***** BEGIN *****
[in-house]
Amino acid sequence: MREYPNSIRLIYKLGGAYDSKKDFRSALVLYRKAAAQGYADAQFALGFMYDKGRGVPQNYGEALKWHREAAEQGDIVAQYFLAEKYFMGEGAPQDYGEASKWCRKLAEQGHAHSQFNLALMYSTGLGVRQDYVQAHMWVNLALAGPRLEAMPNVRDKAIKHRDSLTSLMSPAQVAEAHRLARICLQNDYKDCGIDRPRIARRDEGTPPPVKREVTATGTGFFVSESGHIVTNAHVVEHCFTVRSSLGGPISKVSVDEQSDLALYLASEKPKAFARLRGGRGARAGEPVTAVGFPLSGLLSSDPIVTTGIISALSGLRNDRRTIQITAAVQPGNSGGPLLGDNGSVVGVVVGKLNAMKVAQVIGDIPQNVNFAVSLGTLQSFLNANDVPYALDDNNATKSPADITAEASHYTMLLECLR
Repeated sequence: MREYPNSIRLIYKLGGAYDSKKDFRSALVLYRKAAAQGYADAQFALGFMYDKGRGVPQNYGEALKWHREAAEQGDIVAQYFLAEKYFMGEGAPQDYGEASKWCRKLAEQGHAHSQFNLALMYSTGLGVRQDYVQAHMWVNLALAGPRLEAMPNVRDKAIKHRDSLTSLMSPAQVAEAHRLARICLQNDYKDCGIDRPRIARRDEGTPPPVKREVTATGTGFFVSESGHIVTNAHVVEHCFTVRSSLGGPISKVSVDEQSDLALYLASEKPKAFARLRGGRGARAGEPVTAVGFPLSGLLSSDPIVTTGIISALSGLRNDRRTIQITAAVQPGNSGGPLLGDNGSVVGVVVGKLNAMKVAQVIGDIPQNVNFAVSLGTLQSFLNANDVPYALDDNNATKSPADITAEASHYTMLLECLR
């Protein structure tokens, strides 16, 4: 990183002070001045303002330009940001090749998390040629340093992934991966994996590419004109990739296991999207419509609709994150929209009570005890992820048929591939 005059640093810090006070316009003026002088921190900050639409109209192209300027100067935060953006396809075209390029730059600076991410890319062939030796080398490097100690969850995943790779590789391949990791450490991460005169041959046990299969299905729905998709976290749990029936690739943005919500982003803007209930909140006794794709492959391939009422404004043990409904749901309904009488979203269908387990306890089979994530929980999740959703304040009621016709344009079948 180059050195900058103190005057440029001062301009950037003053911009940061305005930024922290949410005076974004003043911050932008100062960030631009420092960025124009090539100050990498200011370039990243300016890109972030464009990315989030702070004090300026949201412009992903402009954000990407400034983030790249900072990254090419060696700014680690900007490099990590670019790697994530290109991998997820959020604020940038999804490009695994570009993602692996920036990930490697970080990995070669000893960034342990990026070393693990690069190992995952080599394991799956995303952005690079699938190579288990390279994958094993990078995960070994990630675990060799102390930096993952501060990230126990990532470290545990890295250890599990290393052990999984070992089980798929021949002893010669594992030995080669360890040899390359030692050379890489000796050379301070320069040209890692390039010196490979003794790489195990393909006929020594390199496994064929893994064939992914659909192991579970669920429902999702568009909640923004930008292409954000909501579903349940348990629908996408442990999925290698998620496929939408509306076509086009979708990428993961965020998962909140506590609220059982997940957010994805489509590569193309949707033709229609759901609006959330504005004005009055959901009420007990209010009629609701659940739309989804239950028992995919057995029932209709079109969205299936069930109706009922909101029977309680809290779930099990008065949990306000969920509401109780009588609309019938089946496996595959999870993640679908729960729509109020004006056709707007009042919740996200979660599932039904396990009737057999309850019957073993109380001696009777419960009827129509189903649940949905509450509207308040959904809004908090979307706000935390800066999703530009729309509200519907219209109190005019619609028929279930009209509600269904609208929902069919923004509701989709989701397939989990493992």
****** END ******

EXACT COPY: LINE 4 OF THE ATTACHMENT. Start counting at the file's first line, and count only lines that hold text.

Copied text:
């Protein structure tokens, strides 16, 4: 990183002070001045303002330009940001090749998390040629340093992934991966994996590419004109990739296991999207419509609709994150929209009570005890992820048929591939 005059640093810090006070316009003026002088921190900050639409109209192209300027100067935060953006396809075209390029730059600076991410890319062939030796080398490097100690969850995943790779590789391949990791450490991460005169041959046990299969299905729905998709976290749990029936690739943005919500982003803007209930909140006794794709492959391939009422404004043990409904749901309904009488979203269908387990306890089979994530929980999740959703304040009621016709344009079948 180059050195900058103190005057440029001062301009950037003053911009940061305005930024922290949410005076974004003043911050932008100062960030631009420092960025124009090539100050990498200011370039990243300016890109972030464009990315989030702070004090300026949201412009992903402009954000990407400034983030790249900072990254090419060696700014680690900007490099990590670019790697994530290109991998997820959020604020940038999804490009695994570009993602692996920036990930490697970080990995070669000893960034342990990026070393693990690069190992995952080599394991799956995303952005690079699938190579288990390279994958094993990078995960070994990630675990060799102390930096993952501060990230126990990532470290545990890295250890599990290393052990999984070992089980798929021949002893010669594992030995080669360890040899390359030692050379890489000796050379301070320069040209890692390039010196490979003794790489195990393909006929020594390199496994064929893994064939992914659909192991579970669920429902999702568009909640923004930008292409954000909501579903349940348990629908996408442990999925290698998620496929939408509306076509086009979708990428993961965020998962909140506590609220059982997940957010994805489509590569193309949707033709229609759901609006959330504005004005009055959901009420007990209010009629609701659940739309989804239950028992995919057995029932209709079109969205299936069930109706009922909101029977309680809290779930099990008065949990306000969920509401109780009588609309019938089946496996595959999870993640679908729960729509109020004006056709707007009042919740996200979660599932039904396990009737057999309850019957073993109380001696009777419960009827129509189903649940949905509450509207308040959904809004908090979307706000935390800066999703530009729309509200519907219209109190005019619609028929279930009209509600269904609208929902069919923004509701989709989701397939989990493992």